Key words: Aeromonas, drinking water, indicator bacteria, coliforms


RESUMO

A porcentagem de amostras positivas para Aeromonas foi de 12.7% para água mineral, 8.3% para água de poço artesiano e 6.5% para água do sistema público de abastecimento. O isolamento de Aeromonas spp. foi significativamente maior em água mineral e água de poço artesiano do que em água do sistema público. A ocorrência de Aeromonas spp. não teve correlação significativa com os indicadores de contaminação tradicionalmente utilizados (coliformes totais) em amostras de água de poço artesiano. No entanto, esta correlação foi positiva e significativa em água mineral e água do sistema público. A presença ou ausência de correlação entre bactérias indicadoras e a presença de Aeromonas pode refletir o aparecimento ocasional de patógenos em águas para consumo humano e as diferentes taxas de sobrevivência e isolamento destes agentes comparados com os indicadores fecais de contaminação. A constatação de que 41.6%, 14.8% e 9.0% respectivamente amostras de água de poço, água mineral e água do abastecimento público utilizadas neste estudo apresentaram índices de coliformes maiores do que os aceitáveis pela legislação brasileira é um fato preocupante. Estes números mostram a necessidade de melhoria nos sistemas de monitoramento para a indústria de águas minerais e o sistema público de abastecimento. As cepas isoladas pertencentes ao gênero Aeromonas foram identificadas ao nível de espécie como A. hydrophila e A. jandaei. A significância do grande número de isolamentos de espécies de Aeromonas em saúde pública ainda não está clara. É necessário o estudo dos efeitos de cepas específicas utilizando modelos animais de infecção. Estes resultados podem contribuir para a reavaliação dos critérios empregados para a análise da qualidade microbiológica da água e a definição de limites de densidades para o gênero Aeromonas em águas destinadas ao consumo humano.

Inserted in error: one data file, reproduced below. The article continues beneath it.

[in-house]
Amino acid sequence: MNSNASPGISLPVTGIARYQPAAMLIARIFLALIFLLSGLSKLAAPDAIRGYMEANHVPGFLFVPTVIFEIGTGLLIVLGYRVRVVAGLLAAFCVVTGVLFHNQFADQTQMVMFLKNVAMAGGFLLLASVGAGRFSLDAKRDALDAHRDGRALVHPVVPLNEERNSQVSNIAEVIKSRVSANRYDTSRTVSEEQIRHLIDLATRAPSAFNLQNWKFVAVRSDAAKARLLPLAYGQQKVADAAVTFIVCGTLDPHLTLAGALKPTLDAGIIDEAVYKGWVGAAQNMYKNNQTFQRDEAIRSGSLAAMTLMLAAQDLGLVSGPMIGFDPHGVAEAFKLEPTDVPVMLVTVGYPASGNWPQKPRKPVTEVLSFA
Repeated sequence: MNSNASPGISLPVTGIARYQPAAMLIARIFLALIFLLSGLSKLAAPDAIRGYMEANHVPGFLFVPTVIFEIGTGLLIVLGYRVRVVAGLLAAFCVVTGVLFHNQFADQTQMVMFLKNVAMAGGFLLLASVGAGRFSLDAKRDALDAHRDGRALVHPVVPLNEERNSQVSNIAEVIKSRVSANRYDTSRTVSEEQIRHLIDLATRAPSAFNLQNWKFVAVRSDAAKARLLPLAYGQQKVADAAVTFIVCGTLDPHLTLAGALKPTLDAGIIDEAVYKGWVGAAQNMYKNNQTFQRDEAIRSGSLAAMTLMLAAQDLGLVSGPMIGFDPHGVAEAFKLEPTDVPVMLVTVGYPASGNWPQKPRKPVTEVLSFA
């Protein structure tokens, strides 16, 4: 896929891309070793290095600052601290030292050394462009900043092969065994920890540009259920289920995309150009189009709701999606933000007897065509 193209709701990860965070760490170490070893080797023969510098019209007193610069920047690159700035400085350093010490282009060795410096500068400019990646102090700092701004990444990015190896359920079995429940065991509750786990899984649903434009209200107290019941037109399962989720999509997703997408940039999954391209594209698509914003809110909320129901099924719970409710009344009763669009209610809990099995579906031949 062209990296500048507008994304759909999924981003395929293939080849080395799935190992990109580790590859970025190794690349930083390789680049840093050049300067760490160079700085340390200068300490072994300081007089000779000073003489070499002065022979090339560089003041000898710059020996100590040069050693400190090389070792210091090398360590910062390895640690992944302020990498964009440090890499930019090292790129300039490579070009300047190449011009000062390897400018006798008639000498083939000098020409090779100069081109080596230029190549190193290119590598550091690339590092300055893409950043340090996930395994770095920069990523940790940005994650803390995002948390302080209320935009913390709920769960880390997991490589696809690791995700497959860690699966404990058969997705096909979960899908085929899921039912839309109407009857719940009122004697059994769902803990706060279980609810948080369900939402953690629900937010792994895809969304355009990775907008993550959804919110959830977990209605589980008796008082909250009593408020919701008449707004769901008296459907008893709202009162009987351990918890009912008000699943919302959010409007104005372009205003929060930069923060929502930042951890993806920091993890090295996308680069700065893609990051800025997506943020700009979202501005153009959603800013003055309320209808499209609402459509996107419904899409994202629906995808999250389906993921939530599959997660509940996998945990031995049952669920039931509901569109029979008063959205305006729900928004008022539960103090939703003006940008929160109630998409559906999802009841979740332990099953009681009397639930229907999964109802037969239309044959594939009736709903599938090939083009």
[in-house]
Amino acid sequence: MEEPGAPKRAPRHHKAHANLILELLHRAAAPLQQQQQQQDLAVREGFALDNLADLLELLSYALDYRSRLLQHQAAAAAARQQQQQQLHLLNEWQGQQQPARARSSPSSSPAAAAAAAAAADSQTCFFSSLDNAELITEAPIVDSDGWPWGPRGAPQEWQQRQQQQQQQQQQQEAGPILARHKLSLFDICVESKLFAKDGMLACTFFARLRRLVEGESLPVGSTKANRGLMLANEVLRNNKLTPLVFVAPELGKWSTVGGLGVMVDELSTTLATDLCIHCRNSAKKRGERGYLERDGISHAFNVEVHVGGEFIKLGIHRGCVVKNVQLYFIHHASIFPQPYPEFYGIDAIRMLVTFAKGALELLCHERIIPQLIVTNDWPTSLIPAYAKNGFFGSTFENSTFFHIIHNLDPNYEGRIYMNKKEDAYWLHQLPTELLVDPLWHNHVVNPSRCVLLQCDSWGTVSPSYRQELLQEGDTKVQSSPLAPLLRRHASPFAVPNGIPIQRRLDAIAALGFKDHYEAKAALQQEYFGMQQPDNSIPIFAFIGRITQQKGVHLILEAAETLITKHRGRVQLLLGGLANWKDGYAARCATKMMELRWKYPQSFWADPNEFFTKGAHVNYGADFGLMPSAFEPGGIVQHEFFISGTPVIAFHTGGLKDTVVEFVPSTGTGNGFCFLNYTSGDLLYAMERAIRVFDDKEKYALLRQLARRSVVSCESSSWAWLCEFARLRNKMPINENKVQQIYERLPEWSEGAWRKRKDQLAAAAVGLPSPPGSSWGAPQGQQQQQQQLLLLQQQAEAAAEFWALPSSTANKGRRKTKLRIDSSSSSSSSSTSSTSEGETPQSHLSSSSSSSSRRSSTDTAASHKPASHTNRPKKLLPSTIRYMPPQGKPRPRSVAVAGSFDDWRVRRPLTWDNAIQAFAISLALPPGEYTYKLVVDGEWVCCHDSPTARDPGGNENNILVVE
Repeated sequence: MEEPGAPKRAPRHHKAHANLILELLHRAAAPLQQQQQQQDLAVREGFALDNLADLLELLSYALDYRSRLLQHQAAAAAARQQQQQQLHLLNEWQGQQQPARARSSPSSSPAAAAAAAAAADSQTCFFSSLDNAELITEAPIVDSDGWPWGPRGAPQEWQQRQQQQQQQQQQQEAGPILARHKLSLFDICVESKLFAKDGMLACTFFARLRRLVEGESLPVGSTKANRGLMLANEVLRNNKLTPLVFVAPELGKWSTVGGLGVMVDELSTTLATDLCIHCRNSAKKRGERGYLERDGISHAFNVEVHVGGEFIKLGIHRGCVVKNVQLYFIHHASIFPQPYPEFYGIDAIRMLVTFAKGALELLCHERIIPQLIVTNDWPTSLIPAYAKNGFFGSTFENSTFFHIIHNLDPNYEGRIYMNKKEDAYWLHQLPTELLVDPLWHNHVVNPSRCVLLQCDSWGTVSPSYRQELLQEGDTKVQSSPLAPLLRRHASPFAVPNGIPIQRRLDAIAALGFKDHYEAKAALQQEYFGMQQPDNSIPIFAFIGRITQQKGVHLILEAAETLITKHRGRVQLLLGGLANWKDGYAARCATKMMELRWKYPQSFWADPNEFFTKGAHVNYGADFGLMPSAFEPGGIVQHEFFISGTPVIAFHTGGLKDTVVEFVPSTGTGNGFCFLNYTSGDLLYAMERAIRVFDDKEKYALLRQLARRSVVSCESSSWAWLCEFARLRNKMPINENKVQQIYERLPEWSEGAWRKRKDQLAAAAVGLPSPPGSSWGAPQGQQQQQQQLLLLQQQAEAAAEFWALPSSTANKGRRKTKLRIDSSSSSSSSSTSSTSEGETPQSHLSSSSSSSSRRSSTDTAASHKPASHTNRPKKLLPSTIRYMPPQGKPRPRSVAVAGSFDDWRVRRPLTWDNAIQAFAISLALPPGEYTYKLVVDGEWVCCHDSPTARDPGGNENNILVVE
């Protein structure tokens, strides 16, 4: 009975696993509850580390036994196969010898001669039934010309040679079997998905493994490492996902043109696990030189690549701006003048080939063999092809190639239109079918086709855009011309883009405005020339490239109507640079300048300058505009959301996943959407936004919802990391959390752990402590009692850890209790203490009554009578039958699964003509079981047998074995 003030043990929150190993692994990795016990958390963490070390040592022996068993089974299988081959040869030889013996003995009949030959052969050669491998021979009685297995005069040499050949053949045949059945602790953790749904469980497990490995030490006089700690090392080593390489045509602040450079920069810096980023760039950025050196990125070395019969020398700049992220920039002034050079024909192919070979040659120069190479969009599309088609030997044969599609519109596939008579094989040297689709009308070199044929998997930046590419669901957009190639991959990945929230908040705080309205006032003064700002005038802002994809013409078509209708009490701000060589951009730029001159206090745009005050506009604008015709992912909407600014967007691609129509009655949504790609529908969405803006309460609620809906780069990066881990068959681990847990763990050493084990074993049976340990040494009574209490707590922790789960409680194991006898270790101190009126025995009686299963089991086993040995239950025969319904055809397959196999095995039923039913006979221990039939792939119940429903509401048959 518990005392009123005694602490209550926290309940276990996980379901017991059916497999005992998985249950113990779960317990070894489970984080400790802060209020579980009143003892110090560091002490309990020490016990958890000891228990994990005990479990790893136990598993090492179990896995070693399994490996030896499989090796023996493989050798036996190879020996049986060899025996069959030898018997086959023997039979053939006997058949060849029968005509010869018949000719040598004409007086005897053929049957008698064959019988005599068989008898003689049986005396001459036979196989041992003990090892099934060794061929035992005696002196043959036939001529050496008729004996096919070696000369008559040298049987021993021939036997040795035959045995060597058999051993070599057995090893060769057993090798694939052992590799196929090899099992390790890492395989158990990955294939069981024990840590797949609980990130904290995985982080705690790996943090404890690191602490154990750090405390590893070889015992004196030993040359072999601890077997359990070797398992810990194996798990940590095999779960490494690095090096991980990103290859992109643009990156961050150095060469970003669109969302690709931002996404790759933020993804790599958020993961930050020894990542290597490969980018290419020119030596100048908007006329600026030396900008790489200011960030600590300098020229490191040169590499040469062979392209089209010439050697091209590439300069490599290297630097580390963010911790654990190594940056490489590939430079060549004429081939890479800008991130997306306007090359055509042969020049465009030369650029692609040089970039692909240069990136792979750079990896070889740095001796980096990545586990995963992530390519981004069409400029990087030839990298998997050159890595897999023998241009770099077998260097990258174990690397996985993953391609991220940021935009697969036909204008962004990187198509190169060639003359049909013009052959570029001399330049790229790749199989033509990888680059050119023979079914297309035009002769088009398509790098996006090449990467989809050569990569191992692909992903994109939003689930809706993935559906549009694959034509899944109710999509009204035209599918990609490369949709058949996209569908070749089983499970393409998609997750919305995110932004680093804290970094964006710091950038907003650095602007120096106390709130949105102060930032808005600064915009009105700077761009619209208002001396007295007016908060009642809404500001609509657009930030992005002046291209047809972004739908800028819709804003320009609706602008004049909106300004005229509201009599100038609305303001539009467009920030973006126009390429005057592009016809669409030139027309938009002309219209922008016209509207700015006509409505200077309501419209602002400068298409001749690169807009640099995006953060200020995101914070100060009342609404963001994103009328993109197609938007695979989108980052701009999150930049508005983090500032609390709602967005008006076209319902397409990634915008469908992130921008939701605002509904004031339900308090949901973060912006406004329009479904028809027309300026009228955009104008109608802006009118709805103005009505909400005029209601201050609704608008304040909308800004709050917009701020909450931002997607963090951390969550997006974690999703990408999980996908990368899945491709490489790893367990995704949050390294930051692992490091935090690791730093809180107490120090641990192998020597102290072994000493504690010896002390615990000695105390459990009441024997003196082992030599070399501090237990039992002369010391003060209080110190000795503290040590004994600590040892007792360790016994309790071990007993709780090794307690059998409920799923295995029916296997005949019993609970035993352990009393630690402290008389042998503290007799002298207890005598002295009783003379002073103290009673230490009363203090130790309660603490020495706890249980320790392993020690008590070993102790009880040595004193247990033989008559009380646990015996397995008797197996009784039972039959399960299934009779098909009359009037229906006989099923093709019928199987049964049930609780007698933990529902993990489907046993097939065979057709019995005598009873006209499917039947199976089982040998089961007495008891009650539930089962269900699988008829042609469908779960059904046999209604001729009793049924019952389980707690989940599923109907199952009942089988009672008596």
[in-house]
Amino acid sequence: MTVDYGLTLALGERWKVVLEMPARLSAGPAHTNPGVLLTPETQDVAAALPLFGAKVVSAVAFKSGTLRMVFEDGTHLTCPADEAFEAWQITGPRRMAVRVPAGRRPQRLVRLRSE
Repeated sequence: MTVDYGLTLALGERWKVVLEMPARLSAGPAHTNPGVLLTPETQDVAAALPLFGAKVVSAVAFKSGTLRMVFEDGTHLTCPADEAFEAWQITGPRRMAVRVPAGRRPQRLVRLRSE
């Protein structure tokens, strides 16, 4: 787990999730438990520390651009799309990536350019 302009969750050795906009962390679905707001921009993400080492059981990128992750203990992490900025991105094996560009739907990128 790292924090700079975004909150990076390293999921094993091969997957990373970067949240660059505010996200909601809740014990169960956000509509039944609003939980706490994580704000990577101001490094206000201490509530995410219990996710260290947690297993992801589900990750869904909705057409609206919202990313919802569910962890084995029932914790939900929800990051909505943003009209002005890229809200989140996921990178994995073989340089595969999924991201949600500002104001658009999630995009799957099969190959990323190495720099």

INTRODUCTION